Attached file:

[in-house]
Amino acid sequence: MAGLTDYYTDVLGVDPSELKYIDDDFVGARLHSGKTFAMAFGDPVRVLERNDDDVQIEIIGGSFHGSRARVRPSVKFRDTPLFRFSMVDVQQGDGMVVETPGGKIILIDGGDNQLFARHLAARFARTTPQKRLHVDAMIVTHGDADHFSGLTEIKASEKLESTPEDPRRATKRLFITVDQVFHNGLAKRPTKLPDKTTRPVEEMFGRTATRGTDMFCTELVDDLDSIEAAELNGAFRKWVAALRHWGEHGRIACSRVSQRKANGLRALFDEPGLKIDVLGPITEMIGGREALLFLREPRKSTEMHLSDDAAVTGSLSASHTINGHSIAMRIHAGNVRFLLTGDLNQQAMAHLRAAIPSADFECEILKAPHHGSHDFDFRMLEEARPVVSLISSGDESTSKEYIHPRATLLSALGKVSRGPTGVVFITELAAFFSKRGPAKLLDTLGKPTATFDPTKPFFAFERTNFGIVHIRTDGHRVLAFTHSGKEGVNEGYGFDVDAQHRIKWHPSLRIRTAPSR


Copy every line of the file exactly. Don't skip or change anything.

[in-house]
Amino acid sequence: MAGLTDYYTDVLGVDPSELKYIDDDFVGARLHSGKTFAMAFGDPVRVLERNDDDVQIEIIGGSFHGSRARVRPSVKFRDTPLFRFSMVDVQQGDGMVVETPGGKIILIDGGDNQLFARHLAARFARTTPQKRLHVDAMIVTHGDADHFSGLTEIKASEKLESTPEDPRRATKRLFITVDQVFHNGLAKRPTKLPDKTTRPVEEMFGRTATRGTDMFCTELVDDLDSIEAAELNGAFRKWVAALRHWGEHGRIACSRVSQRKANGLRALFDEPGLKIDVLGPITEMIGGREALLFLREPRKSTEMHLSDDAAVTGSLSASHTINGHSIAMRIHAGNVRFLLTGDLNQQAMAHLRAAIPSADFECEILKAPHHGSHDFDFRMLEEARPVVSLISSGDESTSKEYIHPRATLLSALGKVSRGPTGVVFITELAAFFSKRGPAKLLDTLGKPTATFDPTKPFFAFERTNFGIVHIRTDGHRVLAFTHSGKEGVNEGYGFDVDAQHRIKWHPSLRIRTAPSR